You say that artificial intelligence (AI) and machine learning is only suitable for certain cases? Tomorrow, a webinar presented by the ACEDS Houston chapter will debunk that thinking, discussing the top 3 ways to use AI and machine learning that can be applied to every matter!
Tomorrow at 11:30am CT, the ACEDS Houston chapter will present the webinar The Top 3 Ways to Use AI and Machine Learning on Every Matter. In this webinar, you will learn ways to apply AI/Machine learning to accelerate efficiencies on every matter, as well as to understand how to apply AI to augment workflows and receive practical guidance on applying AI to your case no matter what the skill level. Topics include:
- Why does AI and Machine Learning Matter?
- Differentiating Supervised and Unsupervised Learning
- Structured vs Unstructured Data and the Issues with Unstructured Data
- Transparency in the Technology and Process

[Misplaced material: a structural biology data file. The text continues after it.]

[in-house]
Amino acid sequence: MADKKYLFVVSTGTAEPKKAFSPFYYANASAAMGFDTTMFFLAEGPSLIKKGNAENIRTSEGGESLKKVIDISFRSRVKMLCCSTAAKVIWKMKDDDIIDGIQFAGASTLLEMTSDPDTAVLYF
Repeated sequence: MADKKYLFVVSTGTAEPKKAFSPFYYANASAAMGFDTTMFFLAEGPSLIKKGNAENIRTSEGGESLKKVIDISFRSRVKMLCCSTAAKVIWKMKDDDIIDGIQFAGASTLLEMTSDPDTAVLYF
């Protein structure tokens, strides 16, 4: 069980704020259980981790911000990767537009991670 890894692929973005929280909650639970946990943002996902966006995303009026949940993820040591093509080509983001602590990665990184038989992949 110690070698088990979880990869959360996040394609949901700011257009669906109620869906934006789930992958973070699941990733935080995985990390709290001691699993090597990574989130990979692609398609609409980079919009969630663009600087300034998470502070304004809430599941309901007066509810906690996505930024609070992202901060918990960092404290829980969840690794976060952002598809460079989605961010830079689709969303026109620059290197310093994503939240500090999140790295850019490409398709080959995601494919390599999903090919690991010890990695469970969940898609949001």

- Potential Cost Benefits
- The Top 3 Ways to Use AI and Machine Learning on Every Matter
- Jean Rivers, eDiscovery Project Manager, UnitedLex (Moderator)
- Charles Duff, Director of Business Development, Reveal-Brainspace
- Aaron Crews, SVP Analytics and AI, UnitedLex
Want to know what are the top 3 ways to use AI and machine learning on every matter? I’m not going to tell you – you’ll have to tune in! 😉 Click here to register! You just might find that you can use AI and/or machine learning on many more cases than you do now!
So, what do you think? Do you believe that you can use AI or machine learning on every case? Please share any comments you might have or if you’d like to know more about a particular topic.
Disclaimer: The views represented herein are exclusively the views of the author, and do not necessarily represent the views held by my employer, my partners or my clients. eDiscovery Today is made available solely for educational purposes to provide general information about general eDiscovery principles and not to provide specific legal advice applicable to any particular circumstance. eDiscovery Today should not be used as a substitute for competent legal advice from a lawyer you have retained and who has agreed to represent you.